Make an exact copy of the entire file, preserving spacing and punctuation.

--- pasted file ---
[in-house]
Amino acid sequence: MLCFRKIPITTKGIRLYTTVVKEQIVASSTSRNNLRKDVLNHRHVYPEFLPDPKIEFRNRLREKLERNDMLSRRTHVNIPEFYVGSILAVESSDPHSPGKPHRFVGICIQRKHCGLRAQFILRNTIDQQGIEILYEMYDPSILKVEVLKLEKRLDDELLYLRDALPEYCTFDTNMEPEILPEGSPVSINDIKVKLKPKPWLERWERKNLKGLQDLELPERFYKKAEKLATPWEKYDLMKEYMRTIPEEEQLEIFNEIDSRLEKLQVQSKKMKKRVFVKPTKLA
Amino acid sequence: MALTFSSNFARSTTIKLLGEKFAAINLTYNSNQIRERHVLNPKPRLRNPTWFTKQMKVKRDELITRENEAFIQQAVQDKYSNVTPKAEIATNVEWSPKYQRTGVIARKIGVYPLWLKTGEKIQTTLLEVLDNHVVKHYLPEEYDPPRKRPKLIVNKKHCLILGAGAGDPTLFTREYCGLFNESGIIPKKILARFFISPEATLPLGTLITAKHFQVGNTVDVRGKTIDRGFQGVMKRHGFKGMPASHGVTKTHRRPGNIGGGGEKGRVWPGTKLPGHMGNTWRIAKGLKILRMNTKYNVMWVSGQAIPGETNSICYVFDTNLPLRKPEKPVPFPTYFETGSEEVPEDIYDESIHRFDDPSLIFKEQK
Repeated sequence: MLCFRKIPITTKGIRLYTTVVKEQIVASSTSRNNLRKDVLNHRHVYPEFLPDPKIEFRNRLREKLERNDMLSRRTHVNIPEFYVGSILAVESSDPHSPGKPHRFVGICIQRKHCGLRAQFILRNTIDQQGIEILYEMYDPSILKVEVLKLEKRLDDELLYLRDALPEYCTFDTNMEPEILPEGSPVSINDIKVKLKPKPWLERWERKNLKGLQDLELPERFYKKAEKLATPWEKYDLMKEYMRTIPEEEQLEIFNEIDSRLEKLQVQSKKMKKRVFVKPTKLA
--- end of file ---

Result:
[in-house]
Amino acid sequence: MLCFRKIPITTKGIRLYTTVVKEQIVASSTSRNNLRKDVLNHRHVYPEFLPDPKIEFRNRLREKLERNDMLSRRTHVNIPEFYVGSILAVESSDPHSPGKPHRFVGICIQRKHCGLRAQFILRNTIDQQGIEILYEMYDPSILKVEVLKLEKRLDDELLYLRDALPEYCTFDTNMEPEILPEGSPVSINDIKVKLKPKPWLERWERKNLKGLQDLELPERFYKKAEKLATPWEKYDLMKEYMRTIPEEEQLEIFNEIDSRLEKLQVQSKKMKKRVFVKPTKLA
Amino acid sequence: MALTFSSNFARSTTIKLLGEKFAAINLTYNSNQIRERHVLNPKPRLRNPTWFTKQMKVKRDELITRENEAFIQQAVQDKYSNVTPKAEIATNVEWSPKYQRTGVIARKIGVYPLWLKTGEKIQTTLLEVLDNHVVKHYLPEEYDPPRKRPKLIVNKKHCLILGAGAGDPTLFTREYCGLFNESGIIPKKILARFFISPEATLPLGTLITAKHFQVGNTVDVRGKTIDRGFQGVMKRHGFKGMPASHGVTKTHRRPGNIGGGGEKGRVWPGTKLPGHMGNTWRIAKGLKILRMNTKYNVMWVSGQAIPGETNSICYVFDTNLPLRKPEKPVPFPTYFETGSEEVPEDIYDESIHRFDDPSLIFKEQK
Repeated sequence: MLCFRKIPITTKGIRLYTTVVKEQIVASSTSRNNLRKDVLNHRHVYPEFLPDPKIEFRNRLREKLERNDMLSRRTHVNIPEFYVGSILAVESSDPHSPGKPHRFVGICIQRKHCGLRAQFILRNTIDQQGIEILYEMYDPSILKVEVLKLEKRLDDELLYLRDALPEYCTFDTNMEPEILPEGSPVSINDIKVKLKPKPWLERWERKNLKGLQDLELPERFYKKAEKLATPWEKYDLMKEYMRTIPEEEQLEIFNEIDSRLEKLQVQSKKMKKRVFVKPTKLA